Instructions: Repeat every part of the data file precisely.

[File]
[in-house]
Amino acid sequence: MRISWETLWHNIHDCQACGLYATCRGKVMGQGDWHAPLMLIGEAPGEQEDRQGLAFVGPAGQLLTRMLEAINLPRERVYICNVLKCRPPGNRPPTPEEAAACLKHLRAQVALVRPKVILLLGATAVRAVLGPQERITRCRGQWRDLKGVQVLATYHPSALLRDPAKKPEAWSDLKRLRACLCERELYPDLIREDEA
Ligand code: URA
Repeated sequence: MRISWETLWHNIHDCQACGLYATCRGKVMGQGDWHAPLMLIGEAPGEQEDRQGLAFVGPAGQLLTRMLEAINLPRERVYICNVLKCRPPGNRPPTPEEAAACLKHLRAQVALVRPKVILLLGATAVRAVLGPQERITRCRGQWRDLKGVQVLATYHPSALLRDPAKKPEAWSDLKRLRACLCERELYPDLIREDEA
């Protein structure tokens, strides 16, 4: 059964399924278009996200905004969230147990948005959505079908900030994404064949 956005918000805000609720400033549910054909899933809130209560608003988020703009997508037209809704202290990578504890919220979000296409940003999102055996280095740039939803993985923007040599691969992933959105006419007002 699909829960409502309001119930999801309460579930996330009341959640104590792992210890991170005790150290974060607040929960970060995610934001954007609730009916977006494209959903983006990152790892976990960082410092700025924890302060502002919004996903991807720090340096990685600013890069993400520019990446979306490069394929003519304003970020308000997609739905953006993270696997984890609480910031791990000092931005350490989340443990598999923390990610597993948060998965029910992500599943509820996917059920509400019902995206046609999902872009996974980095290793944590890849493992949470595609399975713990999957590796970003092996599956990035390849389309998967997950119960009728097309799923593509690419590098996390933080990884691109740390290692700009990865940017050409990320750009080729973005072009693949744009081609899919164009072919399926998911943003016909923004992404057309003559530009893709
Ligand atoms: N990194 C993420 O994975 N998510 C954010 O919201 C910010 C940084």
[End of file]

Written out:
[in-house]
Amino acid sequence: MRISWETLWHNIHDCQACGLYATCRGKVMGQGDWHAPLMLIGEAPGEQEDRQGLAFVGPAGQLLTRMLEAINLPRERVYICNVLKCRPPGNRPPTPEEAAACLKHLRAQVALVRPKVILLLGATAVRAVLGPQERITRCRGQWRDLKGVQVLATYHPSALLRDPAKKPEAWSDLKRLRACLCERELYPDLIREDEA
Ligand code: URA
Repeated sequence: MRISWETLWHNIHDCQACGLYATCRGKVMGQGDWHAPLMLIGEAPGEQEDRQGLAFVGPAGQLLTRMLEAINLPRERVYICNVLKCRPPGNRPPTPEEAAACLKHLRAQVALVRPKVILLLGATAVRAVLGPQERITRCRGQWRDLKGVQVLATYHPSALLRDPAKKPEAWSDLKRLRACLCERELYPDLIREDEA
């Protein structure tokens, strides 16, 4: 059964399924278009996200905004969230147990948005959505079908900030994404064949 956005918000805000609720400033549910054909899933809130209560608003988020703009997508037209809704202290990578504890919220979000296409940003999102055996280095740039939803993985923007040599691969992933959105006419007002 699909829960409502309001119930999801309460579930996330009341959640104590792992210890991170005790150290974060607040929960970060995610934001954007609730009916977006494209959903983006990152790892976990960082410092700025924890302060502002919004996903991807720090340096990685600013890069993400520019990446979306490069394929003519304003970020308000997609739905953006993270696997984890609480910031791990000092931005350490989340443990598999923390990610597993948060998965029910992500599943509820996917059920509400019902995206046609999902872009996974980095290793944590890849493992949470595609399975713990999957590796970003092996599956990035390849389309998967997950119960009728097309799923593509690419590098996390933080990884691109740390290692700009990865940017050409990320750009080729973005072009693949744009081609899919164009072919399926998911943003016909923004992404057309003559530009893709
Ligand atoms: N990194 C993420 O994975 N998510 C954010 O919201 C910010 C940084």